Raspberry Pi GPIO Lines In Use And Using Them For Your Own Needs
You must remove the battery cables when working on the boards because live battery voltage is on the board and on P702! Powering off the Magni will not prevent the live voltages!
There are many GPIO lines used for features of Magni that could also be re purposed for your own needs if that is required. The most logical way to use these lines is use a custom 50-pin ribbon cable that would normally go to our Sonar board on jack P702. You could then make a custom board to attach to lines of this connector as long as you make sure the lines will not be used by the Magni software.
The first 40 pins of P702, the 50 pin Sensor Board connector, are the same pin numbers as the Raspberry Pi 40 pins on P701. Pins shown in the tables below are therefore used on both of the large dual row connectors on the Motor Controller Board.
This page explains the GPIO line usage and how to disable features if you need to use the lines yourself.
GPIO lines not listed on this page are available for your own usage without any configuration changes to the Magni
GPIO Lines Used For Status LED and Switches
There are two GPIO inputs used for switches and two GPIO outputs used to drive LEDs on the Sonar Board. The two GPIO input lines intended to be used for switches on the Sonar board appear on two 3-pin jacks on the MCB for P704 and P705.
If you do not use the Sonar board OR are willing to sacrifice the features for two of the inputs and two of the outputs for leds for Magni Silver and Magni Gold here is the information required.
You can use P704 and P705 jacks which have one GPIO each after disabling the usage of these by Magni because by default they are for two switches on the Sonar board. Normally those 2 jacks and their Magni usage AND two other GPIO pins used to drive LEDs that exist on the Magni ‘Sonar Board’ are controlled by Magni. The first 40 pins of both jacks are identical but notice carefully each pin one as they are not aligned and it is tricky because the Raspberry Pi is plugged in to P701 making the pin numbering a bit ‘upside down’.
|GPIO||RasPi Pin||P702 Pin||Default Magni Usage|
|5||29||29||WiFi Status LED on the sonar board and rev 5.2 MCB|
|25||22||22||Status LED on the sonar board|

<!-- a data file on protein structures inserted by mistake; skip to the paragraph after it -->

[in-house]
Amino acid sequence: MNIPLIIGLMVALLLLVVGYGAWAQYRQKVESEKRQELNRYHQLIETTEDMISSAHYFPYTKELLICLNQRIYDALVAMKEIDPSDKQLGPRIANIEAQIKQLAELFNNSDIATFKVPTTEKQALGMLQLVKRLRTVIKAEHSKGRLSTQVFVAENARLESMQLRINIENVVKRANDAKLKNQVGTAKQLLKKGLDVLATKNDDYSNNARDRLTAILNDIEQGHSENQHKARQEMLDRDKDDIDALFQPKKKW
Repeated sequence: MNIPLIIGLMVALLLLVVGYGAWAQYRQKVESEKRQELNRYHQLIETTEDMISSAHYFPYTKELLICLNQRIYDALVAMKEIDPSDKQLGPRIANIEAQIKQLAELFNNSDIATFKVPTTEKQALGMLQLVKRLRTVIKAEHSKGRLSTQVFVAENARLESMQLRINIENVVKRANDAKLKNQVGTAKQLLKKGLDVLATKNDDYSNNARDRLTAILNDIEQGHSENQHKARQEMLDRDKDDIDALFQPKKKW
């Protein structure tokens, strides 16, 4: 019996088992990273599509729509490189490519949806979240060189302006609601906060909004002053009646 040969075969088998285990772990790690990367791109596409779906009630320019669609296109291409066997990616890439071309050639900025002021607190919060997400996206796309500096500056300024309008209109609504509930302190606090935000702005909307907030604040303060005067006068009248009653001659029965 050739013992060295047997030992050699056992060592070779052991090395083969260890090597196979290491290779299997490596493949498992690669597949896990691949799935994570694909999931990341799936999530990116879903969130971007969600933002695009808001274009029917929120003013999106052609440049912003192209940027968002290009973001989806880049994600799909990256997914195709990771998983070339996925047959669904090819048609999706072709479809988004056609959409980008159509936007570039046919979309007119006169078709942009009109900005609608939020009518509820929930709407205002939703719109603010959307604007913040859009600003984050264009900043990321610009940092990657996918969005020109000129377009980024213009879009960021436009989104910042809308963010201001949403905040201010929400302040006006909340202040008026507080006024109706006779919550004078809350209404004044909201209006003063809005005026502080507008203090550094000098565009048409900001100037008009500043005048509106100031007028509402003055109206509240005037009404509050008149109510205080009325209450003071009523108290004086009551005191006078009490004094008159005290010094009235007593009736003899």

|6||31||31||Goes to P704 pin 2. Does a shutdown when grounded. This goes to a pushbutton on Sonar Board near 50 pin connector.|
|13||33||33||Goes to P705 pin 2. Used for PiFi and goes to a pushbutton on the Sonar Board|
Always remove the battery cables so no live voltage is present on P702!
To use these as GPIO you must edit two files as root Edit /etc/pifi/pifi.conf:
- Change the line for status_led to be set to None like this
- Change the line for button_device_name to None like this
Edit /boot/config.txt (be very careful to ONLY change the one line) Remove the one line shown below and save the file
Pifi should still work but you would not get WiFi LED indication or be able to use the button that is used with PiFi
To be able to drive the 2 LEDs on the sonar board yourself or just use GPIO 5 and 25 when there is no Sonar Board you will need to edit /boot/config.txt and comment out ‘dtoverlay=ubiquity-leds-buttons’
Doing both of the above changes frees up the 4 GPIO lines for your purposes and you should also configure them as your application requires.
GPIO lines 6 and 13 go to some 3-pin jacks, P704 and P705, where pin 1 is ground and short to pin 2 to ‘close’ or make that GPIO line low.
Pin 3 of both jacks is 3.3 volts on the Raspberry Pi if you need that for your sensors keep the current usage low. Do not short this pin to ground! Starting with MCB rev 5.2 there is an onboard 3.3V regulator so the MCB can power some of the 3.3V chips like serial line buffers and the OLED display without use of a Raspberry Pi supply. The onboard 3.3V regulator does not connect to the pin 3 lines of either jack.
Pin 2 of P704 and P705 goes directly to Raspberry PI GPIO so do NOT connect to 5V because it is for 3.3 volt maximum input.
GPIO Lines Used For The Sonar Board
There are many other GPIO lines used for the sensor board. If the sensor board is not in use you may ensure the configuration is not trying to use the Sonar board and then the GPIO lines would be available for your own use.
To use the lines you must disable the sensors. As root you will need to edit robot.yaml file.
sudo nano /etc/ubiquity/robot.yaml
In the robot.yaml file be sure the sonars: line is set to None as below and if you see something other than None you need to comment out that line as shown using pound sign. Just to be clear: IF you set sonars: to None the sonar board will not be used although the leds and buttons explained earlier in this page may still be of value to you.
# Robot Configuration
# sonars: ‘pi_sonar_v1’
The Sonar Board uses many GPIO lines that are shown the table below and again the pin numbers on P701 and P702 are the same for the first 40 pins.
|20||38||Sonar 0 Trigger|
|21||40||Sonar 0 Echo|
|12||32||Sonar 1 Trigger|
|16||36||Sonar 1 Echo|
|23||16||Sonar 2 Trigger|
|24||18||Sonar 2 Echo|
|27||13||Sonar 3 Trigger|
|22||15||Sonar 3 Echo|
|19||35||Sonar 4 Trigger|
|26||37||Sonar 4 Echo|
## Raspberry Pi Main 40 pin Connector Pinout
Here is a full pinout of the Raspberry Pi 40 pin connector which may come in handy for a reference. There are plenty of these on the web but it is important to note there are two numberings of the GPIO port numbers. This drawing below agrees with the numbering scheme we use in our documents.